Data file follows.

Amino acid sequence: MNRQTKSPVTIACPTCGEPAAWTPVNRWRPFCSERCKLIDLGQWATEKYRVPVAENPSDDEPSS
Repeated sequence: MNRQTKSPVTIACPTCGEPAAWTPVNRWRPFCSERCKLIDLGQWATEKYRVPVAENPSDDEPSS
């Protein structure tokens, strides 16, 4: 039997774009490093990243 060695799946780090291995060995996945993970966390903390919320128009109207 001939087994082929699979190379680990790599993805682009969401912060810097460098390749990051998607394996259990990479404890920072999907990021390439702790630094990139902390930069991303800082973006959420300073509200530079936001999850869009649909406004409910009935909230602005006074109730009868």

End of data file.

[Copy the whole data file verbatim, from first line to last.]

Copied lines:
Amino acid sequence: MNRQTKSPVTIACPTCGEPAAWTPVNRWRPFCSERCKLIDLGQWATEKYRVPVAENPSDDEPSS
Repeated sequence: MNRQTKSPVTIACPTCGEPAAWTPVNRWRPFCSERCKLIDLGQWATEKYRVPVAENPSDDEPSS
């Protein structure tokens, strides 16, 4: 039997774009490093990243 060695799946780090291995060995996945993970966390903390919320128009109207 001939087994082929699979190379680990790599993805682009969401912060810097460098390749990051998607394996259990990479404890920072999907990021390439702790630094990139902390930069991303800082973006959420300073509200530079936001999850869009649909406004409910009935909230602005006074109730009868």